From the recently posted article on the Snoqualmie Tribe: But that’s exactly what the Bureau of Indian Affairs wants you to think, says Stephen Gomes. “The reality of the BIA—and I hate to say this—is that it doesn’t operate in the interest of the Native Americans. It never has,” he says. “The whole goal of the BIA was to encourage assimilation as fast as possible. And it’s a complete surprise to them that the Indians didn’t assimilate. Now they look at it as a burden, as a huge withdrawal of resources from the United States. The BIA has been completely uncooperative with the true, traditional Snoqualmie people.” In other words, a group of people that was victimized and marginalized for centuries is being victimized and marginalized again—not just from the outside, but from within as well.

BAD BLOOD at Snoqualmie. Snoqualmie Leadership Flouts Laws

 Marvin Kempf lives on a massive piece of land in Rockport, Washington, that can only be described as picturesque. To the north, the Cascades begin their sharp ascent on the way to piercing the clouds. The Skagit River runs just to the south, and at times the quiet on his property is so absolute that, if you listen closely, you can almost make out the sound of the water slapping the rocks as it flows down from the mountains. Spend a couple hours up here, in the shadow of the tepee that stands outside Kempf’s home, and you almost forget where you are or what century you’re living in. In fact you get lulled into a sense of peace so overpowering that it’s hard to believe this has become base camp in a bitter war for the soul of the Snoqualmie Indian tribe.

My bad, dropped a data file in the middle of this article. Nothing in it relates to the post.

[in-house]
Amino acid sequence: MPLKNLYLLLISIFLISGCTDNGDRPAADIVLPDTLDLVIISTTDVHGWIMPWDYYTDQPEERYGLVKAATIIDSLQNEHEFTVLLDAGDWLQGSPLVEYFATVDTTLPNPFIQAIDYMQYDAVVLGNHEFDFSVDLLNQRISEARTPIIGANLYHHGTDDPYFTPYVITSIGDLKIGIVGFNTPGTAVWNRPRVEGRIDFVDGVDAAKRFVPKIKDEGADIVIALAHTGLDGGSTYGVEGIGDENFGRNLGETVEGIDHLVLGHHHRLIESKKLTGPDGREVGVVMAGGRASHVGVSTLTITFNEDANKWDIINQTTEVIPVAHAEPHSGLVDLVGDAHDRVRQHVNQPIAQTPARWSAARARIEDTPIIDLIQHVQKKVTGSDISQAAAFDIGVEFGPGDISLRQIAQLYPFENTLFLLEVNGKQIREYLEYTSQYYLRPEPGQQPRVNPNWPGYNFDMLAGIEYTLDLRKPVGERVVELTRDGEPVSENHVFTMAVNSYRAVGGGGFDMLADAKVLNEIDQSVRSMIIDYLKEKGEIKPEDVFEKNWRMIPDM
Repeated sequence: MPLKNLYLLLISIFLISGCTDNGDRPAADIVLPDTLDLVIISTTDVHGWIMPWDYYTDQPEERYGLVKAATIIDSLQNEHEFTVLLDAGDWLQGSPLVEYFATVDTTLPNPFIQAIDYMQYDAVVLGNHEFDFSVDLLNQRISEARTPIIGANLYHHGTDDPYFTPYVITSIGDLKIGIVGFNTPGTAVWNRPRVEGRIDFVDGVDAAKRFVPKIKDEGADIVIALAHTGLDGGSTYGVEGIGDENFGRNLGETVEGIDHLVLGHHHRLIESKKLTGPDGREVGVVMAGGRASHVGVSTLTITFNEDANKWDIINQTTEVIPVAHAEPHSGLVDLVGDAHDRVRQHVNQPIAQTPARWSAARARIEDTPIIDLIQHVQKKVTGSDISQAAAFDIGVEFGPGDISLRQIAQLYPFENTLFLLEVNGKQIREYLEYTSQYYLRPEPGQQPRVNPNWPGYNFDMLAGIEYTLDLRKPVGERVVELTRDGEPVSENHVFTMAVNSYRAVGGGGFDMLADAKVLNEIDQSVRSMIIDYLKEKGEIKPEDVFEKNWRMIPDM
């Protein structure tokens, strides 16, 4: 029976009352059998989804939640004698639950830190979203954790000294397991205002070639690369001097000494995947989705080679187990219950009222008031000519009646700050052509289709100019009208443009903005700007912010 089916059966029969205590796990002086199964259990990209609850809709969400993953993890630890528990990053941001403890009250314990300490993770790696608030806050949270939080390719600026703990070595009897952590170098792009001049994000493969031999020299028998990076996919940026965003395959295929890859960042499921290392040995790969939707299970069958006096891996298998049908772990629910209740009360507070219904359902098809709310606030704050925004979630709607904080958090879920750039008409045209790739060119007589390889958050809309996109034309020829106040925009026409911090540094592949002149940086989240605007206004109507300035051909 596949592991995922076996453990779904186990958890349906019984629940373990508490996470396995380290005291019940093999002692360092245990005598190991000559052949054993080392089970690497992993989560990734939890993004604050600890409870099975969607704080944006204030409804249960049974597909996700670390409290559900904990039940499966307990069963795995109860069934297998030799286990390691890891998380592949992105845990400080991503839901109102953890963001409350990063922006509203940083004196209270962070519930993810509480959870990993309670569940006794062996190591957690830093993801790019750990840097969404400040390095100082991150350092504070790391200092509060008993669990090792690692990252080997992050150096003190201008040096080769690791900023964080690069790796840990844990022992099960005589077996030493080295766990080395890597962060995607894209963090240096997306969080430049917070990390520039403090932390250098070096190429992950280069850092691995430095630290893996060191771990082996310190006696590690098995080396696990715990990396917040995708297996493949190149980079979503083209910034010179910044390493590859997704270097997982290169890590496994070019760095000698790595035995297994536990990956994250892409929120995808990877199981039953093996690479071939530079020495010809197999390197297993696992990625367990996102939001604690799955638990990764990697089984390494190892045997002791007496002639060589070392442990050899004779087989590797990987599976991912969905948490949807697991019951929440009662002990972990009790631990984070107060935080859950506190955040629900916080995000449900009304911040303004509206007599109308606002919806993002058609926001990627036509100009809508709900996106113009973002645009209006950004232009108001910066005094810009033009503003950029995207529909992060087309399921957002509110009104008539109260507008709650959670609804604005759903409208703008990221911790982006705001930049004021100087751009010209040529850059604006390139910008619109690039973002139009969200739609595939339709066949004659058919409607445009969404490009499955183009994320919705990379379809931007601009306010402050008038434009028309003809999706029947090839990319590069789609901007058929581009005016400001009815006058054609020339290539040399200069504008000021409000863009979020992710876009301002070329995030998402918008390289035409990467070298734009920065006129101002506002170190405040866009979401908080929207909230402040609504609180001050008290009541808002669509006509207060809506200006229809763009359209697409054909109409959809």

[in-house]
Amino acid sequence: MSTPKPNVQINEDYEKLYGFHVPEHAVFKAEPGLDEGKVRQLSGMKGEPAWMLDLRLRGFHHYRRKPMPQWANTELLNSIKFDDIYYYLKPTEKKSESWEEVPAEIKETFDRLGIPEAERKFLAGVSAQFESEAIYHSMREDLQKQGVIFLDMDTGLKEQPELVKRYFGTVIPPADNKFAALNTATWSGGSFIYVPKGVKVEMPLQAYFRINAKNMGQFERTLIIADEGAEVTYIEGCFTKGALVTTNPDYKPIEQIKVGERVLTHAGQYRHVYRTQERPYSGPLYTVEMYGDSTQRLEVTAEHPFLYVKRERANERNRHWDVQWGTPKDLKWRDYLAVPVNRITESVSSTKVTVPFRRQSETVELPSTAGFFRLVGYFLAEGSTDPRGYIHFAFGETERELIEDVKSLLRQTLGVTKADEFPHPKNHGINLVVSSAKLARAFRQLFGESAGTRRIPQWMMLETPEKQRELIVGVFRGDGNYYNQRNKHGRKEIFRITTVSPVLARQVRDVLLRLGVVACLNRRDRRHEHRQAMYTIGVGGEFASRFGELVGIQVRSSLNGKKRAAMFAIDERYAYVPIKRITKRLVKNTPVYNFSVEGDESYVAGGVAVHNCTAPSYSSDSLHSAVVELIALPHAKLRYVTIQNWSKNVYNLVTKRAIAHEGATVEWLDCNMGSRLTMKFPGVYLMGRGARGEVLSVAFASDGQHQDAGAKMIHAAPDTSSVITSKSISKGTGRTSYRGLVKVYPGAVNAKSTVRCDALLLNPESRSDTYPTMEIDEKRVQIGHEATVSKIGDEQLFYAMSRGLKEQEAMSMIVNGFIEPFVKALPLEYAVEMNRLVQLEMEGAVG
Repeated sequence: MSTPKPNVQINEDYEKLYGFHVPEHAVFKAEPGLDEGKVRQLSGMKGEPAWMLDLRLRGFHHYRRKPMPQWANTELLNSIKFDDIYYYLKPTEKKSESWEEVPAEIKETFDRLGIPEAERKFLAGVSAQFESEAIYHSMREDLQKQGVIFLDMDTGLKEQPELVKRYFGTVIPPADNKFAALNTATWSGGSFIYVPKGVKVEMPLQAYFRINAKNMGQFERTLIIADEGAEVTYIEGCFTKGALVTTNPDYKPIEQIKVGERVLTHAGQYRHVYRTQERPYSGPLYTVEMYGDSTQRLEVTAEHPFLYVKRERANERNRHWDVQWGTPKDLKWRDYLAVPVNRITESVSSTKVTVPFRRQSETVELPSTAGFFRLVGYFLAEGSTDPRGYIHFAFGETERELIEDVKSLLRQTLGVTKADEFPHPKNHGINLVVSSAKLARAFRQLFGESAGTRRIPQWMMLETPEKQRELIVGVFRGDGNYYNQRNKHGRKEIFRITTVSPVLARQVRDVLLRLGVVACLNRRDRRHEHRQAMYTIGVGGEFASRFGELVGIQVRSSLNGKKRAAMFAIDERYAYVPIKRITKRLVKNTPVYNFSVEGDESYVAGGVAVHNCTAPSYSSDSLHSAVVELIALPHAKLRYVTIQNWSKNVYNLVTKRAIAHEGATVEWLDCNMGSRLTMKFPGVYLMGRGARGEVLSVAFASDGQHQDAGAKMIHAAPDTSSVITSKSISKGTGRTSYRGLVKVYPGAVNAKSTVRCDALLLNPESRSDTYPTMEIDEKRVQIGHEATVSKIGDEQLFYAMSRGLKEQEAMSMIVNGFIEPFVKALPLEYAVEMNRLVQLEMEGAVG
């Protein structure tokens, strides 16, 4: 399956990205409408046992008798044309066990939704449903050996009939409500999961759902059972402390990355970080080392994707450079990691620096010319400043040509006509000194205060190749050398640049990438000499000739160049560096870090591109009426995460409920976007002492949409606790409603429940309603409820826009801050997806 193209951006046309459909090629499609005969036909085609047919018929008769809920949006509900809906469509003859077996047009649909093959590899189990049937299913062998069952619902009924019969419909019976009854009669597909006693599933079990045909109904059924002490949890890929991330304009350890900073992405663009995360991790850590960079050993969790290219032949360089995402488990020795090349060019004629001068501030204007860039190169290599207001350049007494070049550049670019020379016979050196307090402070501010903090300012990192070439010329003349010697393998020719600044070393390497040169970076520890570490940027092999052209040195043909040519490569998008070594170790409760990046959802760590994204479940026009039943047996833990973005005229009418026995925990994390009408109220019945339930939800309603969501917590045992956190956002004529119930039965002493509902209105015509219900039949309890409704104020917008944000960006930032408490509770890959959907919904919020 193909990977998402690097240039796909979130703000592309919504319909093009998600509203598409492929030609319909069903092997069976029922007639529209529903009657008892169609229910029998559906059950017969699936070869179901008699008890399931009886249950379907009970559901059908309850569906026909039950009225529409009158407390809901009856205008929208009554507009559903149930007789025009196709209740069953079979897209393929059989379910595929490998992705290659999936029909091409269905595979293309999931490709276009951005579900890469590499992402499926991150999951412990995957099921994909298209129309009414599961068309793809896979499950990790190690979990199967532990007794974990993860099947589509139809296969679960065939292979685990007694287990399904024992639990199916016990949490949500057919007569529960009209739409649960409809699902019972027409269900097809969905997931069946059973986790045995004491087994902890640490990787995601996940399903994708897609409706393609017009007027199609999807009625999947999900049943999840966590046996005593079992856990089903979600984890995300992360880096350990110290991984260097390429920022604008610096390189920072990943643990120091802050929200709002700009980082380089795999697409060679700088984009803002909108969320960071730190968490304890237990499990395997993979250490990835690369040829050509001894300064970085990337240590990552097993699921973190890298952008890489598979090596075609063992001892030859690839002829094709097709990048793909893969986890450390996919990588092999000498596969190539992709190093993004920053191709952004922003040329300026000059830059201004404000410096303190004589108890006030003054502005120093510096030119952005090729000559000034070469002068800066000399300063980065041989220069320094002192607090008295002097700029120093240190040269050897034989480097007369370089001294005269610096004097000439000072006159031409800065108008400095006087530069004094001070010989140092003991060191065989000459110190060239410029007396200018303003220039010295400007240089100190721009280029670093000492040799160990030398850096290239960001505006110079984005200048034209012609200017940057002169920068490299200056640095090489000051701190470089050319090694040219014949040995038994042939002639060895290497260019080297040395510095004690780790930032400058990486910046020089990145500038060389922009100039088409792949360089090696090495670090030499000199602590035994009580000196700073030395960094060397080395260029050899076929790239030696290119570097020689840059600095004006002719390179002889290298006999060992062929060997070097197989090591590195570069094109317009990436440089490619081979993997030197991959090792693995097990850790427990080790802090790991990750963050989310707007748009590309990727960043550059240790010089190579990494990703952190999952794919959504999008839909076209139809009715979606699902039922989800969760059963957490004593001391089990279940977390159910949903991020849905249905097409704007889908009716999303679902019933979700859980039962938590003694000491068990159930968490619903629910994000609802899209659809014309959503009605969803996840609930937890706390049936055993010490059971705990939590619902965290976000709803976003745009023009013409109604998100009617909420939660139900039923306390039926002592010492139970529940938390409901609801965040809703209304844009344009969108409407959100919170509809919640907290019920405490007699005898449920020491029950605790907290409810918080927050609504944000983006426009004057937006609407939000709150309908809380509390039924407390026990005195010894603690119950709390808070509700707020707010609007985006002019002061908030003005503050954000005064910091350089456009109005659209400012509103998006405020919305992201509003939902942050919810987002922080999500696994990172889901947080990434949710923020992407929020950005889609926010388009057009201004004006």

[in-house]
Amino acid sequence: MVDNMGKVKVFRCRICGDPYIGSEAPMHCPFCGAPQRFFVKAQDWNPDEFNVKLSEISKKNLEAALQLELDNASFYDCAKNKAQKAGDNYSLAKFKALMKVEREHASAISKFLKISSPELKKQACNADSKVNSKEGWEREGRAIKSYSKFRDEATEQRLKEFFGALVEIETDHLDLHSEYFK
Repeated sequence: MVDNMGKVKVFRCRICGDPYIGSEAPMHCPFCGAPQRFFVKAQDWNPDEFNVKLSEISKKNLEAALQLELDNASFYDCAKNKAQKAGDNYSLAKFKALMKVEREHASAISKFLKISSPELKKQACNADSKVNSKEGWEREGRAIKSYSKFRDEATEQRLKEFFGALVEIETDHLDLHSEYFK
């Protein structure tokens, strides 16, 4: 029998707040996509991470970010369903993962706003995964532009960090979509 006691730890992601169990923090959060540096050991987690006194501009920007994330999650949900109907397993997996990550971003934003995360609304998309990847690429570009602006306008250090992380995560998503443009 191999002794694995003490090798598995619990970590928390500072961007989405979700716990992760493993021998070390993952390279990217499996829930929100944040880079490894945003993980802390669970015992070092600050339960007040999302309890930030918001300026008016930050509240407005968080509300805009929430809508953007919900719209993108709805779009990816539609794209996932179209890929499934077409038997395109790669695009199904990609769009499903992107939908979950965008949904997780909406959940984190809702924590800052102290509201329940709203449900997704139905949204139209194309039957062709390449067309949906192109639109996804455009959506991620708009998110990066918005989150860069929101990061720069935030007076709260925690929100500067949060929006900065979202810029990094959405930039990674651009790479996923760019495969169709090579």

Kempf is, he says, three-quarters Snoqualmie. And as the descendant of Chief Sanawa, who led a portion of the tribe in the 1800s, he’s the Snoqualmie’s rightful hereditary chief. “I’ve got the papers to prove it,” Kempf said as he sat at a picnic table smoking cigarettes near that tepee on a sunny day in September. “I’m big-time Snoqualmie.” Normally, Kempf says, he wouldn’t draw attention to what he calls his “inherent birthright,” because that’s just not the way a chief should carry himself; respect is earned in Indian country, not demanded. And besides, vanity isn’t in his nature. “We wasn’t brought up that way,” he says. “We weren’t supposed to brag or boast.”